This second edition of America’s Virgin Islands by William W. Boyer is the only history of the United States’ territory covering the period from 1492 to 2010. Especially emphasized is the period since 1917 when the U.S. acquired the Islands from Denmark. Constituting three small Caribbean islands—St. Thomas, St. Croix and St. John—each is unique, but together they are widely known as a favorite tourist destination featuring sun, sand and surf.
In many respects, the territory is a microcosm of the human family. The diversity of its physical environment is matched by the diversity of its people. The focal point of the book is a record of the struggle of the Islanders’ greater number as slaves, then serfs, and lastly as citizens to gain control of their own destiny. Broadly conceived, this is a history of human rights and human wrongs. The author does not merely portray the history of the Islands and their people; he also shows how the Islanders share the same aspirations as other colonial subjects. In so doing he taps previously unused sources.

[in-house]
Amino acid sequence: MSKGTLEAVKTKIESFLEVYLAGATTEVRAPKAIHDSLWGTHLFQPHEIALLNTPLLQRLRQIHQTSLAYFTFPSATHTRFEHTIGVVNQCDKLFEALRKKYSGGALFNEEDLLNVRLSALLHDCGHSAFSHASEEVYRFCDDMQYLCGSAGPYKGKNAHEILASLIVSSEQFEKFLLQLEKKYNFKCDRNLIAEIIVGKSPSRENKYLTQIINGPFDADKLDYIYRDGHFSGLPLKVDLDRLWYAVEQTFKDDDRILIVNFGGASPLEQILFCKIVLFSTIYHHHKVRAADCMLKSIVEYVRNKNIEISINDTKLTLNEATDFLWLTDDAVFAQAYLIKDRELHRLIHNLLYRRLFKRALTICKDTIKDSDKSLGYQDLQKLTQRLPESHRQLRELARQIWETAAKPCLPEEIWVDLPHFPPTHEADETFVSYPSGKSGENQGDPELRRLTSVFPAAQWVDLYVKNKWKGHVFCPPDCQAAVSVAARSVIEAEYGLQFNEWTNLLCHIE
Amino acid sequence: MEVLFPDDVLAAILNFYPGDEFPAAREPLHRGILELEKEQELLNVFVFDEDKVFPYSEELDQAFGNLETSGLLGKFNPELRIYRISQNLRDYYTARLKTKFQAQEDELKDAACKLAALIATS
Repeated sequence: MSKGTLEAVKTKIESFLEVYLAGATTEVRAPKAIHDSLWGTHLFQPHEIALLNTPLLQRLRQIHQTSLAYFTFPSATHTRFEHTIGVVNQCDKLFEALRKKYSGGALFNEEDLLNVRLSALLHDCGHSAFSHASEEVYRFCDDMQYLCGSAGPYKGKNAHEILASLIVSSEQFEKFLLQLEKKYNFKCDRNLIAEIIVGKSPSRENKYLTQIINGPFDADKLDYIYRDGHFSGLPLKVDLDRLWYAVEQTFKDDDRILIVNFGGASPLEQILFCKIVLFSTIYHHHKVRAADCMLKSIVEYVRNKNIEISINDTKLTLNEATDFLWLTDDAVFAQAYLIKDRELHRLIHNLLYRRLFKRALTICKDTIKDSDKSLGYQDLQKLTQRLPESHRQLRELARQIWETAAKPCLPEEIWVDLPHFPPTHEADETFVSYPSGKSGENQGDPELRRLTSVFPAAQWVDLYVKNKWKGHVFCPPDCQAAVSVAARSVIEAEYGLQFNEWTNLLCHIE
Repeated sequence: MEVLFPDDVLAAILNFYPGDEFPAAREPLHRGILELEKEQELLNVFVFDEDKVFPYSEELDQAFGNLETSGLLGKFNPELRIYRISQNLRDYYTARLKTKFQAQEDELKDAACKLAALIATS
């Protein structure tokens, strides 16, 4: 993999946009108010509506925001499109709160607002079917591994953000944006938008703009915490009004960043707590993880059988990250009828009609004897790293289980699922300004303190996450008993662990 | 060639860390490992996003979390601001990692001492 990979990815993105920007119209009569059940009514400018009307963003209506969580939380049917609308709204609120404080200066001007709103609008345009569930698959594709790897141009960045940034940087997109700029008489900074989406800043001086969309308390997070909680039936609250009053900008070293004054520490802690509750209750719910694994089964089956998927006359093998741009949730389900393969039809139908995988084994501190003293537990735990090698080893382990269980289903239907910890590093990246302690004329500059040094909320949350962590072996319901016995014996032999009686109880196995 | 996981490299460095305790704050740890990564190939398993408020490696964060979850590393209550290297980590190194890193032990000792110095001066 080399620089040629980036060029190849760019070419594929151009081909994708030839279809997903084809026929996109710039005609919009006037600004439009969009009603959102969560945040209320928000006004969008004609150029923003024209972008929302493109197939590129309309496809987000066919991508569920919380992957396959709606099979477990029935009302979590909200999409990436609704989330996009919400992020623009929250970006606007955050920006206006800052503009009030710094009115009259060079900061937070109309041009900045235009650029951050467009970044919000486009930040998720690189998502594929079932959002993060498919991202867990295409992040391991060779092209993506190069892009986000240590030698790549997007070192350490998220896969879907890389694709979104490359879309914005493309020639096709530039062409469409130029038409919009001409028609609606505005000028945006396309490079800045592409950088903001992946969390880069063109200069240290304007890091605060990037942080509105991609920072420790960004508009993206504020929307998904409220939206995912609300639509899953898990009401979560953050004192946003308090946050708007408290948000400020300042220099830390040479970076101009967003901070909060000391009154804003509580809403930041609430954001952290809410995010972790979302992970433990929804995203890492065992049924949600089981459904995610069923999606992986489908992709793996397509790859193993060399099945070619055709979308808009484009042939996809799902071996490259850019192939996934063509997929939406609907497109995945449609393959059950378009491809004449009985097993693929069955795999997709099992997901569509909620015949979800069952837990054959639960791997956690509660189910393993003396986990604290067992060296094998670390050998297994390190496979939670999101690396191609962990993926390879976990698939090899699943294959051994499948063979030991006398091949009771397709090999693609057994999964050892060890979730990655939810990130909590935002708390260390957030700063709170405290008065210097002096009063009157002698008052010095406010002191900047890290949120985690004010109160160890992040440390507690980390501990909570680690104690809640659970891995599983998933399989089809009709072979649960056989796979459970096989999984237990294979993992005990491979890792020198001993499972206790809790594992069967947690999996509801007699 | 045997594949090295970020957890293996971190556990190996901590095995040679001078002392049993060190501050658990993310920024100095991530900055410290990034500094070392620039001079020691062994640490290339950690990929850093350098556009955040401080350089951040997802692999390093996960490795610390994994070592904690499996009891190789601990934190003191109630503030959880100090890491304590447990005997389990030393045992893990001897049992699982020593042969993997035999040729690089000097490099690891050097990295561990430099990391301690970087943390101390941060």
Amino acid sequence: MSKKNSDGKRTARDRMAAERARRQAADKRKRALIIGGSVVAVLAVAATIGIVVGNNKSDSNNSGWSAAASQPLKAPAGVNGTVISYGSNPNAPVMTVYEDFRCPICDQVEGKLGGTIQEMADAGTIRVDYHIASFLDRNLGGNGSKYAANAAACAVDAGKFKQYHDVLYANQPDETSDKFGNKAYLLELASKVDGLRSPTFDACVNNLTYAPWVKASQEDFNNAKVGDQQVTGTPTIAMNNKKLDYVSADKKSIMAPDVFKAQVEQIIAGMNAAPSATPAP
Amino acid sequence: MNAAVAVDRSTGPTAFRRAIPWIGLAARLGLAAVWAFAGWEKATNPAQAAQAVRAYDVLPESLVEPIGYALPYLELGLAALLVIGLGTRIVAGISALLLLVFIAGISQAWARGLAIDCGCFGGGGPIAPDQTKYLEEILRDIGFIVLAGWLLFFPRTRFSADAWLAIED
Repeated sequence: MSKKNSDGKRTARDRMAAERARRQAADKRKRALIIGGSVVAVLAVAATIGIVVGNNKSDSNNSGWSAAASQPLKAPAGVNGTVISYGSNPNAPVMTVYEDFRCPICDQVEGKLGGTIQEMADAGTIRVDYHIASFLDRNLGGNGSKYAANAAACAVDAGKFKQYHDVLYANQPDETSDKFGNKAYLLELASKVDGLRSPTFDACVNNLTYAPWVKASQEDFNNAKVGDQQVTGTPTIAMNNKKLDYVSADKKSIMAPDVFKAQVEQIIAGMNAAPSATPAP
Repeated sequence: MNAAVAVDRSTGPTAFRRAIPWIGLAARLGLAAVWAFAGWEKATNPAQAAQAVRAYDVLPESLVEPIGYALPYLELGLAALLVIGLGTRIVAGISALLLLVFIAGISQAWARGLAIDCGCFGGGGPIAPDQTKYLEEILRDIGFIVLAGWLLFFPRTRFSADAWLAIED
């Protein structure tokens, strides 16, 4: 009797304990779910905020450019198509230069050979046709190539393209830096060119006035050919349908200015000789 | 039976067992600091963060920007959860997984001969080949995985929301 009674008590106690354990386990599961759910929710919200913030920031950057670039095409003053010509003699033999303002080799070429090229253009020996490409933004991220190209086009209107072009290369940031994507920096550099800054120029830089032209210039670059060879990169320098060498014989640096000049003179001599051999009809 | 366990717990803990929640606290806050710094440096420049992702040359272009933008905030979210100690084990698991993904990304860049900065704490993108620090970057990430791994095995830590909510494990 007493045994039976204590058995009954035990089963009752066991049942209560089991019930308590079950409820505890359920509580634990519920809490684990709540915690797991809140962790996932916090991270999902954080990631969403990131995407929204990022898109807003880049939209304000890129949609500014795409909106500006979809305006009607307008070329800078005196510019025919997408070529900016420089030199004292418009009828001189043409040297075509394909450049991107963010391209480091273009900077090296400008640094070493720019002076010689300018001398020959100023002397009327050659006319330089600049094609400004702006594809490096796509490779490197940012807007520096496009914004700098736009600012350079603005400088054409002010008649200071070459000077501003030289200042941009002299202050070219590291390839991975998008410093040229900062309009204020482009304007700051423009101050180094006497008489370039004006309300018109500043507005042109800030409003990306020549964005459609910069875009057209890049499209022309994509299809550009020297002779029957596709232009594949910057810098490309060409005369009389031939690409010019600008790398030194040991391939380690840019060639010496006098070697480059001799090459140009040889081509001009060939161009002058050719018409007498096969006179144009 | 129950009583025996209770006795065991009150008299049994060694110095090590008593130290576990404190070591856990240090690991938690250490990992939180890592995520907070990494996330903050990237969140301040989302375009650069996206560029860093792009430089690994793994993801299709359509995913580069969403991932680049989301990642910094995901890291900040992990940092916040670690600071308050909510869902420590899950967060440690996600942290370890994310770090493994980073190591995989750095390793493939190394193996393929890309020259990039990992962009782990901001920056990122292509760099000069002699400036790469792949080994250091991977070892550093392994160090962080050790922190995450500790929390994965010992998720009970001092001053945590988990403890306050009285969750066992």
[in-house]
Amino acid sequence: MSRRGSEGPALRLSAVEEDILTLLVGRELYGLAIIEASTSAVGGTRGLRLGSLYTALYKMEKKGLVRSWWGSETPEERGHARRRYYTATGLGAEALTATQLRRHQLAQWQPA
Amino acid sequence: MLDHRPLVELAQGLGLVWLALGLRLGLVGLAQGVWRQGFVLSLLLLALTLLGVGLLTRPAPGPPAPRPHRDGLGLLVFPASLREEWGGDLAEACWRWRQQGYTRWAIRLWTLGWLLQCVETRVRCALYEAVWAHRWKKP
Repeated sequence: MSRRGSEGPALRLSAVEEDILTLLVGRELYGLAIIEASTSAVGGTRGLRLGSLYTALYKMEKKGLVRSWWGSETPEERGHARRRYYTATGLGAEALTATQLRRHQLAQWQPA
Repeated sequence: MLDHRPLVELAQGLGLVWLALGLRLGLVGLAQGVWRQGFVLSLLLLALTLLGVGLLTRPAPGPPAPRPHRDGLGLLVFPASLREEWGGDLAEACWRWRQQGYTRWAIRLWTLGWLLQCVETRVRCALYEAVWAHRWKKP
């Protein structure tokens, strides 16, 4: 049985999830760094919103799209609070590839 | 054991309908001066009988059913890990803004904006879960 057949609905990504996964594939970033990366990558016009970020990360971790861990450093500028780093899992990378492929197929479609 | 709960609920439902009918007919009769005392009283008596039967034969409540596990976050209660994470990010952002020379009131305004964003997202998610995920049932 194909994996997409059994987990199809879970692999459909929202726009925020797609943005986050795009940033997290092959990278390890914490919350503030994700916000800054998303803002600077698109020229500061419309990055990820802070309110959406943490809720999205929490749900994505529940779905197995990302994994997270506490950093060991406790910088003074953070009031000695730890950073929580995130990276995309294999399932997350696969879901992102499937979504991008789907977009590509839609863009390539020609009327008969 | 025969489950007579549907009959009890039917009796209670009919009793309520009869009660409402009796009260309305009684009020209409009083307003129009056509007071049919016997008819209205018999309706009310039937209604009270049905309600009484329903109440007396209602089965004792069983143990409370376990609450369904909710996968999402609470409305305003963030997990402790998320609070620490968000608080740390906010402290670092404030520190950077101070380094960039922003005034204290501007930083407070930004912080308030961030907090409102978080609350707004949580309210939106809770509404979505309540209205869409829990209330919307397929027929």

The relationship between the USA and the Virgin Islands has been marked by indifference and vacillation on the part of American officials. Moreover, the thousands of tourists who flock to the territory annually are unaware of the Islands’ checkered and rich history. For many, the Islands are simply a tropical paradise. America’s Virgin Islands is a fascinating, extensively documented, and detailed source of information, valuable to those interested in a political and cultural perspective, to those interested in African American or Caribbean history, and likewise to those who live in or visit the Islands.
“I had been hoping for a second edition of Dr. Boyer's 1983 book, and it does deliver a concise updating of the major political, constitutional, and socio-economic developments of the U. S. Virgin Islands during the last three decades.” — Marilyn F. Krigger, Ph.D., Professor Emerita of History, University of the Virgin Islands
“ . . . remarkable scholarship. Clearly this work will be a hallmark for all studies of the islands now and in the future.” — Gerard Mangone, former provost of Temple, author of The Overseas Americans and emeritus distinguished professor at University of Delaware